Volume 14 Supplement 1

30th International Symposium on Intensive Care and Emergency Medicine

Open Access

Bacteremic nosocomial pneumonia cases from the ATTAIN studies

  • E Rubinstein1,
  • SL Barriere2,
  • FC Genter2,
  • GR Corey3,
  • C Luna4,
  • A Lentnek5 and
  • ME Stryjewski6
Critical Care201014(Suppl 1):P79

DOI: 10.1186/cc8311

Published: 1 March 2010


Bacteremic pneumonia is associated with worse outcome including higher mortality. The ATTAIN program compared telavancin (TLV), a lipoglycopeptide antibiotic, with vancomycin (VAN) for treatment of nosocomial pneumonia (NP) due to Gram-positive pathogens including MRSA. This subgroup analysis examined the baseline characteristics and clinical outcomes in bacteremic HAP cases.


ATTAIN 1 and 2 were methodologically identical, randomized, double-blind, phase 3 studies. Adult patients with NP due to presumed or confirmed Gram-positive pathogens were randomized (1:1) to TLV 10 mg/kg intravenously every 24 hours or VAN 1 g intravenously every 12 hours (adjusted per site-specific guidelines) for 7 to 21 days. The modified all-treated (MAT) population consisted of patients who received ≥1 dose of study medication and who had a respiratory pathogen recovered from baseline cultures. Bacteremic NP was defined by the identification of a pneumonia-causing pathogen in the blood or of the same pathogen in lung and blood with identical susceptibility profiles. Clinical outcomes were assessed at test-of-cure (TOC) 7 to 14 days after end of study treatment.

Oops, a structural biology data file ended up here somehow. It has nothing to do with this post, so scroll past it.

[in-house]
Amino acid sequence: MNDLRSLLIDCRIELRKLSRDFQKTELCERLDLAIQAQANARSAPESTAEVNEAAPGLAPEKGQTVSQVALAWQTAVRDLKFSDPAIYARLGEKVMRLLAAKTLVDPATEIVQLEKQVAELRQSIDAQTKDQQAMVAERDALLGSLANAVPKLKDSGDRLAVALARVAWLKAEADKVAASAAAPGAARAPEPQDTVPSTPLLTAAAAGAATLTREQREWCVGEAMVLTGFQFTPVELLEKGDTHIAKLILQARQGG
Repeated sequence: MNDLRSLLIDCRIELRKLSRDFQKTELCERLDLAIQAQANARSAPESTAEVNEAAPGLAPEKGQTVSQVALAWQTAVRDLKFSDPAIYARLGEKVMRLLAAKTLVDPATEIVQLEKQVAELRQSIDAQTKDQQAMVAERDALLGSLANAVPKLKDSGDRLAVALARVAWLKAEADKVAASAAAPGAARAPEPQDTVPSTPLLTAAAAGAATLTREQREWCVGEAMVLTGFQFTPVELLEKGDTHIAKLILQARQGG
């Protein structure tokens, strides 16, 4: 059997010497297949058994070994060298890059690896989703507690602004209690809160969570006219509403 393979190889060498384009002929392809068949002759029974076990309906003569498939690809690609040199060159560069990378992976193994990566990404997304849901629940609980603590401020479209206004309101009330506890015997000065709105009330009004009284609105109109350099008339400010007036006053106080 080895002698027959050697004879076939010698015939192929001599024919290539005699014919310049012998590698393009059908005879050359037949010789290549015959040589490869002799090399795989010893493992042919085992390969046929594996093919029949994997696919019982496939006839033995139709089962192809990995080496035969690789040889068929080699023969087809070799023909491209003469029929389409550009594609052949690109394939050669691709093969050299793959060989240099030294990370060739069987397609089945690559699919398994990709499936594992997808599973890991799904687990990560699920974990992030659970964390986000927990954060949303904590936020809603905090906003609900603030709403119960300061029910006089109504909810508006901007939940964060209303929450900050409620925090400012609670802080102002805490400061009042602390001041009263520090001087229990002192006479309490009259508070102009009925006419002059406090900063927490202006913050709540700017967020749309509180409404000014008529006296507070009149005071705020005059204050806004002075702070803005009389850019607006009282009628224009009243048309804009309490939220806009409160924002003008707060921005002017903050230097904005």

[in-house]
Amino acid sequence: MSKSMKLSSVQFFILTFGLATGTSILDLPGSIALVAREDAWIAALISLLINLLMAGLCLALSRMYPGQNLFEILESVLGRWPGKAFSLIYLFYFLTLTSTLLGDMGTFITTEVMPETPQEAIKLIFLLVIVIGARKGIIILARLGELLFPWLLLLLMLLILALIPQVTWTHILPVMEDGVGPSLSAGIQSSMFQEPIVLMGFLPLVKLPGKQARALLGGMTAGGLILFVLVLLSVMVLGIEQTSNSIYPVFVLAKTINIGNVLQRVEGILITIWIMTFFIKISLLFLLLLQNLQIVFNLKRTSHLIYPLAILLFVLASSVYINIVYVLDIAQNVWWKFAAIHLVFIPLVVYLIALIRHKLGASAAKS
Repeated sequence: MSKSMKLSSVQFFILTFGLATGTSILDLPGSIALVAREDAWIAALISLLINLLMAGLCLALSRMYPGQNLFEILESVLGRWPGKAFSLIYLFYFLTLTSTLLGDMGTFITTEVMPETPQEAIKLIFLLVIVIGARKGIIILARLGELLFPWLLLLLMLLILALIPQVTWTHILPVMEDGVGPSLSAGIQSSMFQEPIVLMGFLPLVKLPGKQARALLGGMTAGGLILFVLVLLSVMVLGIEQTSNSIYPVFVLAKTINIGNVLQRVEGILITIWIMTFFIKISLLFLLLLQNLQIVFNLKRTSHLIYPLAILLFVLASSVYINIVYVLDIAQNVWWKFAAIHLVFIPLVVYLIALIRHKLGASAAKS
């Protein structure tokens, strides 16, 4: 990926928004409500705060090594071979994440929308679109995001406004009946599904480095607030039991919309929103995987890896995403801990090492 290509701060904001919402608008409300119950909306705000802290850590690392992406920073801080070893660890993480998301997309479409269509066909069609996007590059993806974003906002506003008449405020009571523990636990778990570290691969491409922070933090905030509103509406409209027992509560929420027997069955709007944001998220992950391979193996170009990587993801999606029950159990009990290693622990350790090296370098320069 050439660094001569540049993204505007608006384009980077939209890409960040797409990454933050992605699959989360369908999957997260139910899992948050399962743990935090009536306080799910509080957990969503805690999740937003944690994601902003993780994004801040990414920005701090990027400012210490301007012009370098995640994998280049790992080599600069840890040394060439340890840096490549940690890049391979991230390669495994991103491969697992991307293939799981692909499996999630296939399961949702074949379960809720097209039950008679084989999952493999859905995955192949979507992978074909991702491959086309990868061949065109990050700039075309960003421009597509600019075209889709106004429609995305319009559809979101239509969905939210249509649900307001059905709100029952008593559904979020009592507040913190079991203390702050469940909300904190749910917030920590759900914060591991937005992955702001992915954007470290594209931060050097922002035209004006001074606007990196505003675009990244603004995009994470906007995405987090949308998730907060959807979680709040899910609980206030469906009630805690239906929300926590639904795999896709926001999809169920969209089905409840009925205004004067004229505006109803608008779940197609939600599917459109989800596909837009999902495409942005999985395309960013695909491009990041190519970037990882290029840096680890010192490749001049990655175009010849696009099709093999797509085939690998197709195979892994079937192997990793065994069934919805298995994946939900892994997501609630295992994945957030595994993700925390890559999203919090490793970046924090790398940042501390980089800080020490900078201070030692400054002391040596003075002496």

All MAT patients with bacteremic NP (n = 73) were included in this analysis. At baseline, more TLV patients than VAN patients were in the ICU (TLV 74%, VAN 62%) and had ventilator-associated pneumonia (TLV 59%, VAN 44%); APACHE II scores were similar between groups (mean ± SD, TLV 16 ± 6, VAN 17 ± 6). S. aureus was the most common pathogen (TLV 76%, VAN 69%) and included MRSA (TLV 41%, VAN 49%). Cure rates for TLV and VAN were 44% and 36%, respectively (difference TLV - VAN (95% CI) = 7.3% (-15.9%, 30.5%)). On-study mortality was similar, 41% in each treatment group. Incidences of adverse events (AE) were similar between groups, except for nausea (TLV 21%, VAN 3%) and vomiting (TLV 15%, VAN, 0%). Proportions of patients who discontinued the study medication due to AEs were similar (TLV 12%, VAN 13%).


TLV and VAN had similar cure rates in a subgroup of ATTAIN patients with bacteremic NP. The safety profiles of TLV and VAN were mostly comparable in these patients.

Authors’ Affiliations

University of Manitoba
Theravance, Inc.
University of Buenos Aires
Wellstar Infectious Disease


© BioMed Central Ltd. 2010